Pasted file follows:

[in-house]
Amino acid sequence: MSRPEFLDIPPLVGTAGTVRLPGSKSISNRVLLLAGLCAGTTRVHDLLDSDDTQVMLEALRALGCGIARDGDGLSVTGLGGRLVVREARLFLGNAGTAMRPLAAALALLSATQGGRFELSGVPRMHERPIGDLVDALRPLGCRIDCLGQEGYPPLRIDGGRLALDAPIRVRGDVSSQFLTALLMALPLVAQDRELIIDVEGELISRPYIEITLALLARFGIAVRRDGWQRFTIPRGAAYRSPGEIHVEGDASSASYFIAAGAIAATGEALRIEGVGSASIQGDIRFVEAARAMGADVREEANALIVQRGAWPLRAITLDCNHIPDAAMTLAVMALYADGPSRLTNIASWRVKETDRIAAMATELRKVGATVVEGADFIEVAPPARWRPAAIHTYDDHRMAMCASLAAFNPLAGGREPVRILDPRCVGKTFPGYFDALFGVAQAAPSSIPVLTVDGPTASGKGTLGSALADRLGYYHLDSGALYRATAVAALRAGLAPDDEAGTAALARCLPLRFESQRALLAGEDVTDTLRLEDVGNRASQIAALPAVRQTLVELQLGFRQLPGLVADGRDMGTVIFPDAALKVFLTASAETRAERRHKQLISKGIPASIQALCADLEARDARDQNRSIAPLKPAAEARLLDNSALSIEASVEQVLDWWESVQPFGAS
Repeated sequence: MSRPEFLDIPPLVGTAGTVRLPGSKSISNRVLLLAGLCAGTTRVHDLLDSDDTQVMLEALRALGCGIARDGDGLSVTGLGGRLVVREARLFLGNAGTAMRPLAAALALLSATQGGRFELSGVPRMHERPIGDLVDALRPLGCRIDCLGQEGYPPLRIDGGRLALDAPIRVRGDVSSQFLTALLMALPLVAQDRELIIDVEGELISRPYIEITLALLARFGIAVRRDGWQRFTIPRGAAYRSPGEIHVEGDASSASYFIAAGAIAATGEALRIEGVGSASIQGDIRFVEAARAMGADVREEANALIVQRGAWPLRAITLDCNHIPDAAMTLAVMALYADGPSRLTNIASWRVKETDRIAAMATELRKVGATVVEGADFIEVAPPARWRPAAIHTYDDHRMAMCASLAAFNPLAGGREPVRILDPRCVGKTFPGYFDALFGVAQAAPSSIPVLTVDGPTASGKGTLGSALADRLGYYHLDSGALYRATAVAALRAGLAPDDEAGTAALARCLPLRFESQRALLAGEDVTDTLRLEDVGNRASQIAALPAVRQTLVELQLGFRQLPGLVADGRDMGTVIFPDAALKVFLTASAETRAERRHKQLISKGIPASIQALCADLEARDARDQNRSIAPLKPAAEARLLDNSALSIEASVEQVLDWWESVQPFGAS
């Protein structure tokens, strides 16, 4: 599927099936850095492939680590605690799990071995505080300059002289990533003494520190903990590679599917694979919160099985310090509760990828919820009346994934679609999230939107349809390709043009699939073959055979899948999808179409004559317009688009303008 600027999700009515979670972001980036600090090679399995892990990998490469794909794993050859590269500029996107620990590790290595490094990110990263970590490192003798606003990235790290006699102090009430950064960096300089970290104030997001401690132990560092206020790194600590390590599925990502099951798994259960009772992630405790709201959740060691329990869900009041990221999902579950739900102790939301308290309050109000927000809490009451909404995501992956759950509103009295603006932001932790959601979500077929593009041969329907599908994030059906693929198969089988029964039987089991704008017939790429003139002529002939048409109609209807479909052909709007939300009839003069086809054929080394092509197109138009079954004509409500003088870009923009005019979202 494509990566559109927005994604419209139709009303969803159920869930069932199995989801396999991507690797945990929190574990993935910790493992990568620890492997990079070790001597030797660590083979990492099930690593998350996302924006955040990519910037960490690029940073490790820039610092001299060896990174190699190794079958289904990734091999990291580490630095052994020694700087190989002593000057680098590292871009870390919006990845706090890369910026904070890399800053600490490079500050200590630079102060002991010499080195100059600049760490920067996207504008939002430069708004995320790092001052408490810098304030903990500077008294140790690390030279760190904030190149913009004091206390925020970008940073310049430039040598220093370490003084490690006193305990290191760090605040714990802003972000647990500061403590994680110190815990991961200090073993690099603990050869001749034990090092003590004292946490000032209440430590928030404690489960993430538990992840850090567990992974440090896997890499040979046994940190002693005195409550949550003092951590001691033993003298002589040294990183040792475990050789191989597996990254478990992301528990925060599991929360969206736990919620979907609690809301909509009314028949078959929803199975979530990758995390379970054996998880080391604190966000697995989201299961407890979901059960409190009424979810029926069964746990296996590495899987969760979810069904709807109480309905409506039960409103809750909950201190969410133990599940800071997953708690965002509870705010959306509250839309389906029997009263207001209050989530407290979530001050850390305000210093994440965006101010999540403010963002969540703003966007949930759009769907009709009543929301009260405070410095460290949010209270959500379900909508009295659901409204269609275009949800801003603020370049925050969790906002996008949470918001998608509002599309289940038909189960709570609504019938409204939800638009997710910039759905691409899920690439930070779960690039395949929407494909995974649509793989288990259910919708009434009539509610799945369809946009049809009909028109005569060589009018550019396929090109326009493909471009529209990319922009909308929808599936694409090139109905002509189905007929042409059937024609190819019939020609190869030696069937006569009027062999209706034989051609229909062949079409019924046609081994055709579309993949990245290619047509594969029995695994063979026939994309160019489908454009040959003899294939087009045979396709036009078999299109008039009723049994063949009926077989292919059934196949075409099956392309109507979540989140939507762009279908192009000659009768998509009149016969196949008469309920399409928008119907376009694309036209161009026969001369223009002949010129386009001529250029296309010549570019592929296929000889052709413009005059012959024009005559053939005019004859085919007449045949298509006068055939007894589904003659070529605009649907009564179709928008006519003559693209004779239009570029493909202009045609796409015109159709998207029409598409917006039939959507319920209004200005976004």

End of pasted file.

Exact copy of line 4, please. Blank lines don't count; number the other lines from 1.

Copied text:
């Protein structure tokens, strides 16, 4: 599927099936850095492939680590605690799990071995505080300059002289990533003494520190903990590679599917694979919160099985310090509760990828919820009346994934679609999230939107349809390709043009699939073959055979899948999808179409004559317009688009303008 600027999700009515979670972001980036600090090679399995892990990998490469794909794993050859590269500029996107620990590790290595490094990110990263970590490192003798606003990235790290006699102090009430950064960096300089970290104030997001401690132990560092206020790194600590390590599925990502099951798994259960009772992630405790709201959740060691329990869900009041990221999902579950739900102790939301308290309050109000927000809490009451909404995501992956759950509103009295603006932001932790959601979500077929593009041969329907599908994030059906693929198969089988029964039987089991704008017939790429003139002529002939048409109609209807479909052909709007939300009839003069086809054929080394092509197109138009079954004509409500003088870009923009005019979202 494509990566559109927005994604419209139709009303969803159920869930069932199995989801396999991507690797945990929190574990993935910790493992990568620890492997990079070790001597030797660590083979990492099930690593998350996302924006955040990519910037960490690029940073490790820039610092001299060896990174190699190794079958289904990734091999990291580490630095052994020694700087190989002593000057680098590292871009870390919006990845706090890369910026904070890399800053600490490079500050200590630079102060002991010499080195100059600049760490920067996207504008939002430069708004995320790092001052408490810098304030903990500077008294140790690390030279760190904030190149913009004091206390925020970008940073310049430039040598220093370490003084490690006193305990290191760090605040714990802003972000647990500061403590994680110190815990991961200090073993690099603990050869001749034990090092003590004292946490000032209440430590928030404690489960993430538990992840850090567990992974440090896997890499040979046994940190002693005195409550949550003092951590001691033993003298002589040294990183040792475990050789191989597996990254478990992301528990925060599991929360969206736990919620979907609690809301909509009314028949078959929803199975979530990758995390379970054996998880080391604190966000697995989201299961407890979901059960409190009424979810029926069964746990296996590495899987969760979810069904709807109480309905409506039960409103809750909950201190969410133990599940800071997953708690965002509870705010959306509250839309389906029997009263207001209050989530407290979530001050850390305000210093994440965006101010999540403010963002969540703003966007949930759009769907009709009543929301009260405070410095460290949010209270959500379900909508009295659901409204269609275009949800801003603020370049925050969790906002996008949470918001998608509002599309289940038909189960709570609504019938409204939800638009997710910039759905691409899920690439930070779960690039395949929407494909995974649509793989288990259910919708009434009539509610799945369809946009049809009909028109005569060589009018550019396929090109326009493909471009529209990319922009909308929808599936694409090139109905002509189905007929042409059937024609190819019939020609190869030696069937006569009027062999209706034989051609229909062949079409019924046609081994055709579309993949990245290619047509594969029995695994063979026939994309160019489908454009040959003899294939087009045979396709036009078999299109008039009723049994063949009926077989292919059934196949075409099956392309109507979540989140939507762009279908192009000659009768998509009149016969196949008469309920399409928008119907376009694309036209161009026969001369223009002949010129386009001529250029296309010549570019592929296929000889052709413009005059012959024009005559053939005019004859085919007449045949298509006068055939007894589904003659070529605009649907009564179709928008006519003559693209004779239009570029493909202009045609796409015109159709998207029409598409917006039939959507319920209004200005976004």